Muscle of the Month - Latissimus Dorsi

By Susie Black - get free updates of new articles here


Stick your hands up!

What is it? This is a broad, flat sheet of muscle encasing much of our back. Where is it? It's a superficial muscle, which means that it runs under our skin rather than deep into the torso. It's such a large sheet of muscle fibres that it fixes onto many points of our body and runs in several different directions. The origin points of the muscle (where they stem from) are vast and include much of the mid and lower length of the spine, some of the lower ribs, the rise of the pelvis at the back and the underside of the shoulder blade. The insertion point (where the muscle attaches to create movement) is small; the muscle fibres gather together, intertwining with some of the shoulder blade muscles to wind through the shoulder joint and fix into the upper arm.

What does it do?

Think of the strength required to open out a a bird's wing; as you raise your arm these muscle fibres are lengthened and when they contract they pull your arm back downwards. It might also help to think of this as the climbing muscle. Picture yourself climbing a tree and reaching up to grab a branch. As you pull yourself upwards these muscles are activating.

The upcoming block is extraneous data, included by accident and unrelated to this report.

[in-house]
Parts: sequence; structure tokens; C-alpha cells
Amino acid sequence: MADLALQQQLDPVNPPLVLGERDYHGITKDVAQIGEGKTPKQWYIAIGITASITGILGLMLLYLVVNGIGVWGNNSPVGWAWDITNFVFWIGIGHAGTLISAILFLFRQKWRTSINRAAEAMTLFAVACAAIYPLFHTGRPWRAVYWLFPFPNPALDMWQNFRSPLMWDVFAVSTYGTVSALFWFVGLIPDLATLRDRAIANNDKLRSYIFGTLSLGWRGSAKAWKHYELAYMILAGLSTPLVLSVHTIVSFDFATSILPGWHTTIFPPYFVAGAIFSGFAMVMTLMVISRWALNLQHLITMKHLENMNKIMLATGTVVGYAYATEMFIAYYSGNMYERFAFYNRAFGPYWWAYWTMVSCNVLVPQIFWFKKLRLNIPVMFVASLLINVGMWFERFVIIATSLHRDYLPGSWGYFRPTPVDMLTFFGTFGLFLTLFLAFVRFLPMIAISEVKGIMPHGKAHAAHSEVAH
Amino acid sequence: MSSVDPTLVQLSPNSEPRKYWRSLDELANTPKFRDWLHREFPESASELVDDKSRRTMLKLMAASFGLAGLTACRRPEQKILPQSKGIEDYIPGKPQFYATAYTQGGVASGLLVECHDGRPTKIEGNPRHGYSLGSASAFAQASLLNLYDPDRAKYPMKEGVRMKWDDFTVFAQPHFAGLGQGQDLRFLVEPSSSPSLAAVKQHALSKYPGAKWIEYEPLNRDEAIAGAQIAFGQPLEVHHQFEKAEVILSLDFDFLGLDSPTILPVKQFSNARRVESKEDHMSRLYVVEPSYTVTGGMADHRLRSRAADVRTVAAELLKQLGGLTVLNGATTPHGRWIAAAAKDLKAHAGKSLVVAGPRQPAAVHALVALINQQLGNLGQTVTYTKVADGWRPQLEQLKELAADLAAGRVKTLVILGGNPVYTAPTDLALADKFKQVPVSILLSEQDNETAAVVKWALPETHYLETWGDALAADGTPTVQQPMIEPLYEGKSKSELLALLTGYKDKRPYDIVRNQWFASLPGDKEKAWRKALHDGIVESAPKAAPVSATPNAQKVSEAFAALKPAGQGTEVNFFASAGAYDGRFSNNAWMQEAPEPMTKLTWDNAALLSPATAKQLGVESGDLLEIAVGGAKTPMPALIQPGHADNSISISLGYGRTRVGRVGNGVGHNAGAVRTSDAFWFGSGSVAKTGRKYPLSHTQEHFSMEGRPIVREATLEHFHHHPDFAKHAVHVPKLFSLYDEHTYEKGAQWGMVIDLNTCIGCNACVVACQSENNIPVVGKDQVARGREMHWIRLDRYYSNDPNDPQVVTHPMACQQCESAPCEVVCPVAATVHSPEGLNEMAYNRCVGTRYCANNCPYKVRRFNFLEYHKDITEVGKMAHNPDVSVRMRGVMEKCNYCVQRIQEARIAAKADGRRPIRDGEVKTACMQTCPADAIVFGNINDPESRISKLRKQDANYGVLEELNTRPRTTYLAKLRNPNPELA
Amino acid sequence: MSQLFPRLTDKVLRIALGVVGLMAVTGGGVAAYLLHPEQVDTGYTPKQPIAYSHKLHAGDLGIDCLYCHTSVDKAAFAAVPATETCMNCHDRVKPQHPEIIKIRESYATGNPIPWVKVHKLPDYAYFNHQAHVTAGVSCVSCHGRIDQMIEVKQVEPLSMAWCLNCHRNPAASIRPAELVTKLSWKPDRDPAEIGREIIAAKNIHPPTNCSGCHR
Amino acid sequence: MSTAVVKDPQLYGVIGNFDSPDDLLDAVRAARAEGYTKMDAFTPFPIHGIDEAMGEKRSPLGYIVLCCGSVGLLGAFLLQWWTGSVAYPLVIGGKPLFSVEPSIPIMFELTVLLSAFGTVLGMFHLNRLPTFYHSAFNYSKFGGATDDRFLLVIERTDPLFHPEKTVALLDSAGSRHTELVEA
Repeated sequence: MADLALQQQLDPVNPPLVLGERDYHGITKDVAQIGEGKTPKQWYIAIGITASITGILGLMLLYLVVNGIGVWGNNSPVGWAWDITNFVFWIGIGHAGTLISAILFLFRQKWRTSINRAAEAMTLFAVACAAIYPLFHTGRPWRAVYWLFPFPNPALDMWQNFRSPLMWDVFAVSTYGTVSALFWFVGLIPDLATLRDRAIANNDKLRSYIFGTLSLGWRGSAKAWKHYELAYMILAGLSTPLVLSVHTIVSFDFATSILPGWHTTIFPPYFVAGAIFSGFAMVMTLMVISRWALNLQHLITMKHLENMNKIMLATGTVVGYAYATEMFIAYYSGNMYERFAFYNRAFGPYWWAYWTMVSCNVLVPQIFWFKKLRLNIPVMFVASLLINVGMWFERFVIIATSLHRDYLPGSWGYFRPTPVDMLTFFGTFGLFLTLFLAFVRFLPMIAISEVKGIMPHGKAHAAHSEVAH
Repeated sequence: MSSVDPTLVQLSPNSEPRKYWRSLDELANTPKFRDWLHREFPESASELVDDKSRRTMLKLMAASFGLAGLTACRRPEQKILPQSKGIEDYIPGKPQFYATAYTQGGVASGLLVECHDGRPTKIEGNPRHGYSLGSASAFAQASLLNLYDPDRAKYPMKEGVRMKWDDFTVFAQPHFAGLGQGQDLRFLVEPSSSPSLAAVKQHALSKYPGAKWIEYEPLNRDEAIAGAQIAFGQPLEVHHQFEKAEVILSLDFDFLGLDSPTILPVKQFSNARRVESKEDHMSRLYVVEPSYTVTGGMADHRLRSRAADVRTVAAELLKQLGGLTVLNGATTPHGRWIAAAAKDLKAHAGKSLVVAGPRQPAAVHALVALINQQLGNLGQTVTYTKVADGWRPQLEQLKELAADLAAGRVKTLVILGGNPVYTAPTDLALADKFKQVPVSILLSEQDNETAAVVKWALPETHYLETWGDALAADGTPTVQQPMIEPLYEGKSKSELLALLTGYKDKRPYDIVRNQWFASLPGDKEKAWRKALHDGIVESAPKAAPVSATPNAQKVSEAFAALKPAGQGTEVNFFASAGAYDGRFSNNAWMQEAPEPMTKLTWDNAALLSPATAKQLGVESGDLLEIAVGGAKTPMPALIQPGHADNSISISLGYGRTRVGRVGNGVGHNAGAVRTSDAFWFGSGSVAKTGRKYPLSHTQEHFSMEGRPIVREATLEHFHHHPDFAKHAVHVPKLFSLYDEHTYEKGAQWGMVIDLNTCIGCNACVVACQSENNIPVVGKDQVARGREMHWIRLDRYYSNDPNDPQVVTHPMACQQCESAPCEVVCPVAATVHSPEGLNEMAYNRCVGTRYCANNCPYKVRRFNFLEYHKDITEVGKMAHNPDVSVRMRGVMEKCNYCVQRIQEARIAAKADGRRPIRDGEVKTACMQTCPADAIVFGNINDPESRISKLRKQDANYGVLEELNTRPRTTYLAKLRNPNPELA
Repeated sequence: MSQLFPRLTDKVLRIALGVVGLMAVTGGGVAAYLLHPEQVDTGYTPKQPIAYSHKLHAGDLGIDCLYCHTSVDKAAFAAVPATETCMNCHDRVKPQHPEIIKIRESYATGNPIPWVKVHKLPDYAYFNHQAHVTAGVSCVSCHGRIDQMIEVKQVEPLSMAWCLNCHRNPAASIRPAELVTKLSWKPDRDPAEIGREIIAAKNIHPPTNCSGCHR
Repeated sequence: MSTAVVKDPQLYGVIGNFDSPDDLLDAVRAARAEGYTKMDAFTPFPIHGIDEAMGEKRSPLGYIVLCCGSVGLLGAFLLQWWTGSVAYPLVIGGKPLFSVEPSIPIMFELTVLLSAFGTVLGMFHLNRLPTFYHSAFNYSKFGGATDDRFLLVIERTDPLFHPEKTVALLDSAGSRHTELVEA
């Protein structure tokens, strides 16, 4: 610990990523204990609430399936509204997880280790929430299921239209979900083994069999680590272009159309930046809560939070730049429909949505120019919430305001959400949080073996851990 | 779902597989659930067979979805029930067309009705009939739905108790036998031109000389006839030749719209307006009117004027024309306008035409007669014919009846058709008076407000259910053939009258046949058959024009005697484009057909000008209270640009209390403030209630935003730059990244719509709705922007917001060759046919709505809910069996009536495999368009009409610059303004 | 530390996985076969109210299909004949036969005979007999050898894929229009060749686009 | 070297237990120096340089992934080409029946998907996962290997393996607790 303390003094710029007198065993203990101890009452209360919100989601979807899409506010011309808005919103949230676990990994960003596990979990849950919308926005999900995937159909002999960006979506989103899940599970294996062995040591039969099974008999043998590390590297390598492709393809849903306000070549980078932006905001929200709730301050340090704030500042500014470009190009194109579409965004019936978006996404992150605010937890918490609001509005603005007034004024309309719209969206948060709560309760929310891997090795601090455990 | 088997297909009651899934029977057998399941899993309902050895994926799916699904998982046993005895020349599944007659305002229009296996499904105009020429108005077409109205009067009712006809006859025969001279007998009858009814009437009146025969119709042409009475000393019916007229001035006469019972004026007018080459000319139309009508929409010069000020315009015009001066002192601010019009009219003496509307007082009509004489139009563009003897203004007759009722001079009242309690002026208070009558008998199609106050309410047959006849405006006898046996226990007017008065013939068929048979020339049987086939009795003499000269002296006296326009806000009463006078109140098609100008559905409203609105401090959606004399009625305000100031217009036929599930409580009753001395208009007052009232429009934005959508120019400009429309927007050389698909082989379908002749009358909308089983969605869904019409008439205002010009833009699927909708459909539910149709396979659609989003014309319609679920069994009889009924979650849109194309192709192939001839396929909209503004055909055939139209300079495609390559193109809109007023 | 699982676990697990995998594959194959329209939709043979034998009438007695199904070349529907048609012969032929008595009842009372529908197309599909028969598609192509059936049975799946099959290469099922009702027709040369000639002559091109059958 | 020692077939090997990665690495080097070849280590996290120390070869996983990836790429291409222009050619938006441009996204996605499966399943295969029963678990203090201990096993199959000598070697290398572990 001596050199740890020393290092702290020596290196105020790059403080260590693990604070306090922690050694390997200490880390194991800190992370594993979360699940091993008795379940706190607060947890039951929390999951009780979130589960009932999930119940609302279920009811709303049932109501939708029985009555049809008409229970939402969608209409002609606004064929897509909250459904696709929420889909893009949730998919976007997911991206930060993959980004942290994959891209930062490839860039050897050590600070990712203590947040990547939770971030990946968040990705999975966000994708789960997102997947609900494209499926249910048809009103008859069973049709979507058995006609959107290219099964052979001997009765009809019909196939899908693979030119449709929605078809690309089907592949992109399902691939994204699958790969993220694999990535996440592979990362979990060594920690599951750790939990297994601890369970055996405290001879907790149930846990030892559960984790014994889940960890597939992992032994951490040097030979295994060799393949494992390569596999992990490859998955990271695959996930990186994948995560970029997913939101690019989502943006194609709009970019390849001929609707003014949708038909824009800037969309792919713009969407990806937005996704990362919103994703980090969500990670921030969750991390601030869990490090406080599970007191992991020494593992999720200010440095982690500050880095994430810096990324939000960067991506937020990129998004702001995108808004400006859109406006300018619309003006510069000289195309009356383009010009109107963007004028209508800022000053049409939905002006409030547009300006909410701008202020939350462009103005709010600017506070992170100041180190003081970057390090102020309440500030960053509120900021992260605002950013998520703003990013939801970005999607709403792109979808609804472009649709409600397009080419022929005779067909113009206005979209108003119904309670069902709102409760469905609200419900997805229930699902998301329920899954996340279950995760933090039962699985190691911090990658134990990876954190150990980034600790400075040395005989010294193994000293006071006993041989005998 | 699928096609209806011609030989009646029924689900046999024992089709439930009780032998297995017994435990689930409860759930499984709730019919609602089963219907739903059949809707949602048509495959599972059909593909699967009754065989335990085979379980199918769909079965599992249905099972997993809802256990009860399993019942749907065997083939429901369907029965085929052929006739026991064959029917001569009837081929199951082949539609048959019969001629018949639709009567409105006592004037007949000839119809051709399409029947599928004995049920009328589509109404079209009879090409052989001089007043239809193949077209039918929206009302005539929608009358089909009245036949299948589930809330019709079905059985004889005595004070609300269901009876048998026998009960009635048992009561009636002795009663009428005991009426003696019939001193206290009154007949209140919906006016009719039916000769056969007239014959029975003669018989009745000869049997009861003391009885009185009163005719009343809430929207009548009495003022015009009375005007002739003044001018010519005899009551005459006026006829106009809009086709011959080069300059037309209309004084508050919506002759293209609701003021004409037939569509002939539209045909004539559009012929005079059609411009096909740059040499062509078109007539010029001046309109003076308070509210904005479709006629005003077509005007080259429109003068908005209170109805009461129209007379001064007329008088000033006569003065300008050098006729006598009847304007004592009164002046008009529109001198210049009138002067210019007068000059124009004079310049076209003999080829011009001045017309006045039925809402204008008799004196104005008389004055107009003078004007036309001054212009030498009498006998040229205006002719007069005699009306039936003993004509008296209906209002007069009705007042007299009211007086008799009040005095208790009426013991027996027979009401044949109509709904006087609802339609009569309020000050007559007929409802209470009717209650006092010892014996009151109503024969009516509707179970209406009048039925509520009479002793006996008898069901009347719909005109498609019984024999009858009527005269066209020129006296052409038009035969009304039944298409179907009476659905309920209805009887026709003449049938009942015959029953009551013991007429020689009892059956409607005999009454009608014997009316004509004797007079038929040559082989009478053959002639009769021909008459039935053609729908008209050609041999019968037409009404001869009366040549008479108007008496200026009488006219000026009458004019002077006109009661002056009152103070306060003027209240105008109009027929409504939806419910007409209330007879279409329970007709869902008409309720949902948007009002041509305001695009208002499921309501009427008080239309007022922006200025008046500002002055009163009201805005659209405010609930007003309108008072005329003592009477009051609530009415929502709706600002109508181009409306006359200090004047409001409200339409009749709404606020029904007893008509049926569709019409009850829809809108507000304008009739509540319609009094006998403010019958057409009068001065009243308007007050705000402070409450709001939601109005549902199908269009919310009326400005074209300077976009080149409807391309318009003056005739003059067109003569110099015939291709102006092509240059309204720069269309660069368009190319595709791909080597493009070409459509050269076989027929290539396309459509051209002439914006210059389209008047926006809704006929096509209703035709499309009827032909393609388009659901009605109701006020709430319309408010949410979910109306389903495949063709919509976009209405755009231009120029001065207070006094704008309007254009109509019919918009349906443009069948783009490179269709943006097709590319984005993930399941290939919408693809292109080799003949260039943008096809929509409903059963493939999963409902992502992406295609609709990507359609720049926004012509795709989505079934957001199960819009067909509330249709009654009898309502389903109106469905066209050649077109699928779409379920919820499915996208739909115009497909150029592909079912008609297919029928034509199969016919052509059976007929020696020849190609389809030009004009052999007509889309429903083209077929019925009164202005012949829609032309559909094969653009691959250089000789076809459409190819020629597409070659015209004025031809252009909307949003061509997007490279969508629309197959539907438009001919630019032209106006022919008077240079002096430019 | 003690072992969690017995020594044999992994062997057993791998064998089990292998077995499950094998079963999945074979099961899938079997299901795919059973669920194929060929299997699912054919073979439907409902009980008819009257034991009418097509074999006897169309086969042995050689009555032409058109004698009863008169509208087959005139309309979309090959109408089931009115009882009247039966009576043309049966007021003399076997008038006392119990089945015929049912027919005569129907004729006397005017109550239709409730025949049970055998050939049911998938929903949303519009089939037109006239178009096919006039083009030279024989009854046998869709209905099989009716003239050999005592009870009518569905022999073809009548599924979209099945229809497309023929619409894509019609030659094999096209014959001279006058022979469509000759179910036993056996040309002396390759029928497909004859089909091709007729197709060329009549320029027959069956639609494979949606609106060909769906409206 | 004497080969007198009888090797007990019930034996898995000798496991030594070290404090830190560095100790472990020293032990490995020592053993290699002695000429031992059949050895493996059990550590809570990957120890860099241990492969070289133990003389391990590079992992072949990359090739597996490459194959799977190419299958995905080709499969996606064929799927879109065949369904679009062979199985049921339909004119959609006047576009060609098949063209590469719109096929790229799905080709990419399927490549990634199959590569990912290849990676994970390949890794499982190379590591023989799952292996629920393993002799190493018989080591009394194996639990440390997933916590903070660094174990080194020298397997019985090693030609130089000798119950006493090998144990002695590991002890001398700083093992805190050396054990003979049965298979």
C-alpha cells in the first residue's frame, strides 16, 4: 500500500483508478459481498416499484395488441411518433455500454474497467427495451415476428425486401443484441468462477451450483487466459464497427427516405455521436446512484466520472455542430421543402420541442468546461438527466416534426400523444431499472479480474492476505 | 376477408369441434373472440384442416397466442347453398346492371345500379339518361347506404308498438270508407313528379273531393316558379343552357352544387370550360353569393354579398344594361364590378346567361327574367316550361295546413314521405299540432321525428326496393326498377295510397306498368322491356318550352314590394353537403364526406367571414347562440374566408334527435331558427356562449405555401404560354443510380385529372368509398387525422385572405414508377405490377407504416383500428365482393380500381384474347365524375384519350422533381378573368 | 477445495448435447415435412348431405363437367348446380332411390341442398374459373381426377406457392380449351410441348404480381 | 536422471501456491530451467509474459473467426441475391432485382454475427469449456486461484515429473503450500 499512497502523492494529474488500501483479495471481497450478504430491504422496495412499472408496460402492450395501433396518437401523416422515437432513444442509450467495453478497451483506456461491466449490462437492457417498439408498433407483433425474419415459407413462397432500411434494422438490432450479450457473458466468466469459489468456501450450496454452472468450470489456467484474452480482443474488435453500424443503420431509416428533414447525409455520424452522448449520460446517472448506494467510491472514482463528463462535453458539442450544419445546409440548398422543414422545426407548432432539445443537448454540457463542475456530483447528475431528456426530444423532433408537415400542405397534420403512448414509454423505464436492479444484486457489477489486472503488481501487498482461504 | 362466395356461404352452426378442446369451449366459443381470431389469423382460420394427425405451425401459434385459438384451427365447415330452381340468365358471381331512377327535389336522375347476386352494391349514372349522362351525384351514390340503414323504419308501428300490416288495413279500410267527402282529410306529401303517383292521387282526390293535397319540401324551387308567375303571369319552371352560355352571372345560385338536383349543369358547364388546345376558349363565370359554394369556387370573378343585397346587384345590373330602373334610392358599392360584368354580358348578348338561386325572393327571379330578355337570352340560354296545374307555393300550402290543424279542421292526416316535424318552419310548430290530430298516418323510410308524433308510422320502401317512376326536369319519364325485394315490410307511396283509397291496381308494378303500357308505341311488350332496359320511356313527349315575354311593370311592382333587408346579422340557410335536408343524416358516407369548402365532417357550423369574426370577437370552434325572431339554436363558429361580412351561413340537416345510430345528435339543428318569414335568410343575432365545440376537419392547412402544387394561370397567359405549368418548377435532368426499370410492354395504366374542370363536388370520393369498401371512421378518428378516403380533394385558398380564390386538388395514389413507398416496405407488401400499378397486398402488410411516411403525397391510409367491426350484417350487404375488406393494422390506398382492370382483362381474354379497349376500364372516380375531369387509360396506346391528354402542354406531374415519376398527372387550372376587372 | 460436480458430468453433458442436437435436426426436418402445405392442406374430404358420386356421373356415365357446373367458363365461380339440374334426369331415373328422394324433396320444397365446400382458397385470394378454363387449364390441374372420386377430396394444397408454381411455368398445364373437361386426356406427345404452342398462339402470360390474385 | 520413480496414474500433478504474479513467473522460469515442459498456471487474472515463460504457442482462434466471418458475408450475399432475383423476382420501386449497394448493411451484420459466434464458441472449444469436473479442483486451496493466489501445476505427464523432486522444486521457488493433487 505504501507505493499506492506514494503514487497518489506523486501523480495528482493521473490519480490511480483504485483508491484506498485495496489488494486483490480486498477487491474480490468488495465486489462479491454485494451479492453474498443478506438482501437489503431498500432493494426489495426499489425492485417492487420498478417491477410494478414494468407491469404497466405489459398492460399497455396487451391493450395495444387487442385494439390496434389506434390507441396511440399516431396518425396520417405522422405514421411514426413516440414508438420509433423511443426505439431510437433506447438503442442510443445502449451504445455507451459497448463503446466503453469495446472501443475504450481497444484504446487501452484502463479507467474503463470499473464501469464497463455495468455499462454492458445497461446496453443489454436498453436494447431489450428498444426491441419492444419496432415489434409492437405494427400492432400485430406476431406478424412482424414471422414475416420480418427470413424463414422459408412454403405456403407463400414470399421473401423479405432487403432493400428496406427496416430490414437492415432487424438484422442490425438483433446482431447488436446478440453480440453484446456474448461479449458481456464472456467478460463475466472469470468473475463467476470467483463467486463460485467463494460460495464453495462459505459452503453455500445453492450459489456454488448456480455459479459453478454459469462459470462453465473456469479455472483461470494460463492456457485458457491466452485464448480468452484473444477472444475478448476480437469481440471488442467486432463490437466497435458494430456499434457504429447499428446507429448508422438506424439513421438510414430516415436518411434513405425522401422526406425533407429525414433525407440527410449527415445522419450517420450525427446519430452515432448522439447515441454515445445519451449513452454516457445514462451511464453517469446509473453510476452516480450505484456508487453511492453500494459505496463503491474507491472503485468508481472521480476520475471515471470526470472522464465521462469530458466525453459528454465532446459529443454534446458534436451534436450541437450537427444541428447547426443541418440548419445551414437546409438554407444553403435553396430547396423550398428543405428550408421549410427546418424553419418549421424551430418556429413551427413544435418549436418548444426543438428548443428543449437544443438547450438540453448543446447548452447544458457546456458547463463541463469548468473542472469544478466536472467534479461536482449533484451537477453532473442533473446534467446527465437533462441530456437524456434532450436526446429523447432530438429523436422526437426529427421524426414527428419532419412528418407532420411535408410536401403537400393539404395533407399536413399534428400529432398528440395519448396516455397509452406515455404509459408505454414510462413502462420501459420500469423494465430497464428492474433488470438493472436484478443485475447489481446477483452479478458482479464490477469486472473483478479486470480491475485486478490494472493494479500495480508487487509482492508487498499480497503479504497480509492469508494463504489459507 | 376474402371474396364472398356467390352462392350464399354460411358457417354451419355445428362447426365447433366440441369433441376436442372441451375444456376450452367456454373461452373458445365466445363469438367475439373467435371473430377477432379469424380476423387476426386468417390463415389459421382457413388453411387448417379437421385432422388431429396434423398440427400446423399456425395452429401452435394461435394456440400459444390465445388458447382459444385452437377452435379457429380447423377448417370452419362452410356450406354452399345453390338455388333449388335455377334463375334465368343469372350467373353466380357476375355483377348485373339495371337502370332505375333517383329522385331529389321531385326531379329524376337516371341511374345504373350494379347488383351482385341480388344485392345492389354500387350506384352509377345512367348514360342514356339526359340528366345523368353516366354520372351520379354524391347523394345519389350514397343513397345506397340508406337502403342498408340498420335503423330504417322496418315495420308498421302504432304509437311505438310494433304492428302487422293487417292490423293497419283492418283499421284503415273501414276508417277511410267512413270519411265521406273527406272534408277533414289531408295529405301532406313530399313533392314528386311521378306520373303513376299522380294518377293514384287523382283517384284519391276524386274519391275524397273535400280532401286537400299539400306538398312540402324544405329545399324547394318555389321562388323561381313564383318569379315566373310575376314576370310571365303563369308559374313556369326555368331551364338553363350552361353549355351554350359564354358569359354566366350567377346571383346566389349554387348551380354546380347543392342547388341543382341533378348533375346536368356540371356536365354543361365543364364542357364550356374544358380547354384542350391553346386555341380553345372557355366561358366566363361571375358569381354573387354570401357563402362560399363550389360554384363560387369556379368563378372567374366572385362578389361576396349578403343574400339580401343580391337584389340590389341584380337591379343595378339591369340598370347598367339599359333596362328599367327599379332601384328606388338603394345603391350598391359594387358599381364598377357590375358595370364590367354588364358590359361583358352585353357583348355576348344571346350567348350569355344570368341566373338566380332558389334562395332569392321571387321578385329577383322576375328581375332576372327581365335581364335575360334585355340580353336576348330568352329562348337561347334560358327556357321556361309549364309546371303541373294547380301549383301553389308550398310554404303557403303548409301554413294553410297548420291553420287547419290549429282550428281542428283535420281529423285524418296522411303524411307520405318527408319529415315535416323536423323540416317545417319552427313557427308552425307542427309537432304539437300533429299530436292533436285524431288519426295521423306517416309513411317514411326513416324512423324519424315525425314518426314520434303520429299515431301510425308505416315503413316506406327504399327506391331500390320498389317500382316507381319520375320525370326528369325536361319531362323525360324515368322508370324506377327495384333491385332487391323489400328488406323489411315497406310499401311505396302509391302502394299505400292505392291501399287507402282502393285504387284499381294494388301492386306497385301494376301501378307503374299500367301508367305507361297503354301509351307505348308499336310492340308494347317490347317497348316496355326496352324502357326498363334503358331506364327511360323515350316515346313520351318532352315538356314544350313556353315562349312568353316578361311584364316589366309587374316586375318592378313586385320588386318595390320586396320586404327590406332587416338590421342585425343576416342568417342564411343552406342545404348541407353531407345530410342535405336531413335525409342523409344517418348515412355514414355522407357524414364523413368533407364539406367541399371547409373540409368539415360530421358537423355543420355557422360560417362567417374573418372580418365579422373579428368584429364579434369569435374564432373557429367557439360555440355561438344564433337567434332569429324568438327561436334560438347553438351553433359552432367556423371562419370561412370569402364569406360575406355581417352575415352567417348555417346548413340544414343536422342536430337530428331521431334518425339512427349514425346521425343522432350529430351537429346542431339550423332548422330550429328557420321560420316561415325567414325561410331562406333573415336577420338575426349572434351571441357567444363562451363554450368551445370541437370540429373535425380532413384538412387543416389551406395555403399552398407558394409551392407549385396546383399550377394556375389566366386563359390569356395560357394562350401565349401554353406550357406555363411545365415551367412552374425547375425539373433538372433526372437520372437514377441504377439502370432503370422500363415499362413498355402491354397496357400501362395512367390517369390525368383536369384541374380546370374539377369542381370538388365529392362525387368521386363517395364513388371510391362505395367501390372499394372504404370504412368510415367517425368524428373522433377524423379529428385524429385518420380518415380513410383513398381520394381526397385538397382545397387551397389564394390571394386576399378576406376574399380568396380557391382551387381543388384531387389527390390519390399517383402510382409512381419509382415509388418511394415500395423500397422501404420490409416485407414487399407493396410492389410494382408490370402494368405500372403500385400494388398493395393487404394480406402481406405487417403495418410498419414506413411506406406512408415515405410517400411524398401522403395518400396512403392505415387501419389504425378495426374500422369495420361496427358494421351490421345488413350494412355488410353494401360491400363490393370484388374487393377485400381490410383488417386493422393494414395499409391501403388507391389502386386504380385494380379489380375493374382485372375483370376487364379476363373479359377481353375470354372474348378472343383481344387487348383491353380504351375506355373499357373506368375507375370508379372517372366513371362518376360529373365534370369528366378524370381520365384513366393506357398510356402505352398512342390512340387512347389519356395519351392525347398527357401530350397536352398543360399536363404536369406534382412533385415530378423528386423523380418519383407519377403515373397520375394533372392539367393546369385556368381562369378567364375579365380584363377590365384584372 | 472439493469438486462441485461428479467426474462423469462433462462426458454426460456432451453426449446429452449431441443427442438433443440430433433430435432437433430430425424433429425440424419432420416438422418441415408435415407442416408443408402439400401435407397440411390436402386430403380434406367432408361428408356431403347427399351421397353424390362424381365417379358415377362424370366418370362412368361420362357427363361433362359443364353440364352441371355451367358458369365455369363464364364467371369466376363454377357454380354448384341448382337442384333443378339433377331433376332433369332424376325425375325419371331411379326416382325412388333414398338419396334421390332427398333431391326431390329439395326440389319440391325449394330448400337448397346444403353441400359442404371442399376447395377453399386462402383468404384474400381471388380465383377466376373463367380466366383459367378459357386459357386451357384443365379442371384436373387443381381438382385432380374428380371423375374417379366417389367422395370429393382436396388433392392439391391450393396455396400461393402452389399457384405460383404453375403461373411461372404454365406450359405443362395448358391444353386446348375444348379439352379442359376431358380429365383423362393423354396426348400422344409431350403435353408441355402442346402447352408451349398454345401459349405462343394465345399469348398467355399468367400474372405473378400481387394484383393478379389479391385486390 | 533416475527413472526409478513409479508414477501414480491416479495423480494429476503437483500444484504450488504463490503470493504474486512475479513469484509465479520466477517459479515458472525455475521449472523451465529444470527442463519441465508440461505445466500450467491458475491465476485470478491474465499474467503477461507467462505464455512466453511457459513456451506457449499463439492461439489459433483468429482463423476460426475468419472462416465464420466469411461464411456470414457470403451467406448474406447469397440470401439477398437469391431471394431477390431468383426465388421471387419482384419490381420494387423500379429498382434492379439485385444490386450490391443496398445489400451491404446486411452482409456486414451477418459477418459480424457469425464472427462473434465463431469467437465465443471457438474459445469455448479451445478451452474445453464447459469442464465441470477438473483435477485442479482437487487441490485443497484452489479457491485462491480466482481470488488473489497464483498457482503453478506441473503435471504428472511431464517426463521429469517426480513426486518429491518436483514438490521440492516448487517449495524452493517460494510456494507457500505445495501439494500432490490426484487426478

How do I activate it? You activate it by pulling yourself upwards by your arms or drawing your arms in towards your sides from above, such as during the breaststroke in swimming

Why do we need them? It helps us take things from high shelves, climb, row in a boat, reach upwards, swim and create movement around the shoulder. It's also used when we sneeze or take large breaths. This muscle works in accordance with some of the deep shoulder muscles so improper use will impact shoulder and upper spine mobility. As it also has attachment points in the lower back and pelvis it can impact lower back pain if overly tight. Ongoing research is attempting to measure this muscle's impact on the movement of the trunk however it's impact on our back comfort cannot be underestimated simply because of the many points to which it fixes.

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